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Thanks to Flight Of The Conchords, I now find it impossible to listen to the Pet Shop Boys without picturing Bret and Jermaine's brilliant, on-the-nail piss take of the electronic duo, 'Inner City Pressure'. Everything about its delivery aped the most ridiculous elements of 'West End Girl'. I was never a big fan of the genuine band in the first place, but having seen their oeuvre so perfectly recreated in that way, the two images - the straight and the satirical - will forever be inextricably linked.

In the same way, there is something faintly comical about broadly European female singers rapping in a monotone over sparse electro music. There is an unreality to it, a falsity. Even in the absence of any direct send up, it just has the ring of French and Saunders to me. Maybe it's only me.

C.A.R. is the solo project by ChloÈ Raunet, formerly of Battant. She describes her music as somewhere between pure pop and acquired taste and, rarely for an artist, it's a highly appropriate description. Debut album My Friend moves uncertainly between centrist approximations of pop and avant-garde. In the end it falls down more on the pop side, but only because it recalls genre pieces that seemed broadly weird in the late '70s, but which are now well blended with mainstream electro pop. Her constructs are not exactly slavish, but very definitely reverential.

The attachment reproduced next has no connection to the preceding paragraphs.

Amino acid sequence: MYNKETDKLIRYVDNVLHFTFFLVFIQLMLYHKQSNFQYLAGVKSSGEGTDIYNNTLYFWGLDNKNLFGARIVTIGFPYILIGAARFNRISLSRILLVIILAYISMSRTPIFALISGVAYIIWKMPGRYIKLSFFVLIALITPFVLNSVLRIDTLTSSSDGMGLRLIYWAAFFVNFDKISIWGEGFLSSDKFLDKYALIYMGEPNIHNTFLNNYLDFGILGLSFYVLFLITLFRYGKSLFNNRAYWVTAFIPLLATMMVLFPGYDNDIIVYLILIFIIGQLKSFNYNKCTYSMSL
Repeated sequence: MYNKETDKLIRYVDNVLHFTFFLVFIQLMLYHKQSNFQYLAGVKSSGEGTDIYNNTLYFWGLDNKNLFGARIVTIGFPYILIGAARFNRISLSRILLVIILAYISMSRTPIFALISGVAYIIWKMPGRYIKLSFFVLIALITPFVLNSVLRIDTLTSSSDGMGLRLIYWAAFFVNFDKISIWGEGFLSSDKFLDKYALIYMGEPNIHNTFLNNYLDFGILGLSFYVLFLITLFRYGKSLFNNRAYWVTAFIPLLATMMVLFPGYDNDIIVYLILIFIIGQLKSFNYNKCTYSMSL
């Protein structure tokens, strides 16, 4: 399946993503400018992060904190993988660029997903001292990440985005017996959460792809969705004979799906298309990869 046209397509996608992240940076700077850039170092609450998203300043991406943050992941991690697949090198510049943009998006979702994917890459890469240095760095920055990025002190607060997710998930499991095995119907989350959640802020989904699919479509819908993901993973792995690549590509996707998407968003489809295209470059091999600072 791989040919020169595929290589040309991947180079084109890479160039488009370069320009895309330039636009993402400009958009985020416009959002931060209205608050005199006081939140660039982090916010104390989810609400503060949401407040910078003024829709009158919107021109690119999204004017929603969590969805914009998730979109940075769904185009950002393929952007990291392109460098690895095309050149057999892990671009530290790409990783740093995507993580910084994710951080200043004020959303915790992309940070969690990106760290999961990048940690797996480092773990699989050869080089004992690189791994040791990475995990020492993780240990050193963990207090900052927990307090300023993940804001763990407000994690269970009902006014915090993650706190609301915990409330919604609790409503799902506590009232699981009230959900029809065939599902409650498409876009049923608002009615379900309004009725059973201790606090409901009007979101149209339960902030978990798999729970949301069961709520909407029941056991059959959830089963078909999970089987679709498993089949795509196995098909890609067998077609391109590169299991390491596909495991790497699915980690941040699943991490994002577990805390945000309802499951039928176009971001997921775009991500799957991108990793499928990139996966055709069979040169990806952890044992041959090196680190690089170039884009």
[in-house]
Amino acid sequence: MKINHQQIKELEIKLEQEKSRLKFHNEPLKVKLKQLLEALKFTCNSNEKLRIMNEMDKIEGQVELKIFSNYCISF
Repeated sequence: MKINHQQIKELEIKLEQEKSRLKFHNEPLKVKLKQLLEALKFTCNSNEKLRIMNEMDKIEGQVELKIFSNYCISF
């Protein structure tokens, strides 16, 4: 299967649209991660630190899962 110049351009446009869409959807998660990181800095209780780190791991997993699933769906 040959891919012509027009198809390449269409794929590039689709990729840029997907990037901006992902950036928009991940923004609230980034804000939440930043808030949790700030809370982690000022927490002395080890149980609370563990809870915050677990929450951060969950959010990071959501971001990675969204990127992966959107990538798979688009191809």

'My Friend' manages some sparkling moments. What I like most of all about Raunet's style isn't the melodies or the production, which are perfectly fine, if unmemorable. She has a great way of blandly riding a melody onto a flat or dissonant note along a poppy line, subverting it in that vaguely arty way that Gudrun Gut perfected on her cover of 'Simply The Best'. The musical accompaniment can be workaday - shuffling electronica with bits of percussion glued on haphazardly in seemingly random patterns - but the vocals have clearly been a labour of love.

So although it sounds like a funny thing to focus on, damn it there's just something about the lyrical phrasing that sticks in the head. Like Siouxsie Sioux, Raunet has a goading kind of attitude towards poetry, as if she's purposefully trying to make each word sound unnatural, and jumble up stresses to create disorder in amongst sentences. 'A Ticket' works because the artist sounds like she's singing a socialist anthem to a room full of '70s free school-ers. The song's droning backing track is built around a mess of clashing themes, coalescing into a garish collage underscored by a single held chord. On 'Ten Steps Up' she repeats this trick of oddly spacing her syllables. Single 'Idle Eyes' is driven by a College-y keyboard riff and puts some Rocky Horror lyrics over the top; a sort of awkward disco creeper.

Album closer 'Thick Mud of My Heart' is indicative of C.A.R.'s attitude: good natured, trusting of poetry and with faith in art's ability to instil hope. In the end, there just isn't quite enough to lift My Friend above the mass of similar (and often more dynamic) electronica out there. C.A.R. work from a blueprint that requires patience as well as a sense of humour from its listener. At times, it earns its stripes. Over an extended running time, it could be accused of lacking ambition.

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